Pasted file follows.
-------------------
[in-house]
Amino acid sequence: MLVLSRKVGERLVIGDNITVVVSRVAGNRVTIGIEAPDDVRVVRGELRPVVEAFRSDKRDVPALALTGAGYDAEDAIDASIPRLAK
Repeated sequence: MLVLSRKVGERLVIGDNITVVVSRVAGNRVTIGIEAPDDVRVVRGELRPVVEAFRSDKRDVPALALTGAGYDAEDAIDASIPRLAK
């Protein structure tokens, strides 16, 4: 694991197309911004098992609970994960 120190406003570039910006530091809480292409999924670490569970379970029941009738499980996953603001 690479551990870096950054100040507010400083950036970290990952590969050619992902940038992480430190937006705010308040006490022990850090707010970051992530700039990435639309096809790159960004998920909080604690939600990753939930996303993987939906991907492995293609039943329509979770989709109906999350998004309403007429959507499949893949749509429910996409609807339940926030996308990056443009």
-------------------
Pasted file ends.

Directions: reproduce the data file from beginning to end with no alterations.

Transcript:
[in-house]
Amino acid sequence: MLVLSRKVGERLVIGDNITVVVSRVAGNRVTIGIEAPDDVRVVRGELRPVVEAFRSDKRDVPALALTGAGYDAEDAIDASIPRLAK
Repeated sequence: MLVLSRKVGERLVIGDNITVVVSRVAGNRVTIGIEAPDDVRVVRGELRPVVEAFRSDKRDVPALALTGAGYDAEDAIDASIPRLAK
């Protein structure tokens, strides 16, 4: 694991197309911004098992609970994960 120190406003570039910006530091809480292409999924670490569970379970029941009738499980996953603001 690479551990870096950054100040507010400083950036970290990952590969050619992902940038992480430190937006705010308040006490022990850090707010970051992530700039990435639309096809790159960004998920909080604690939600990753939930996303993987939906991907492995293609039943329509979770989709109906999350998004309403007429959507499949893949749509429910996409609807339940926030996308990056443009």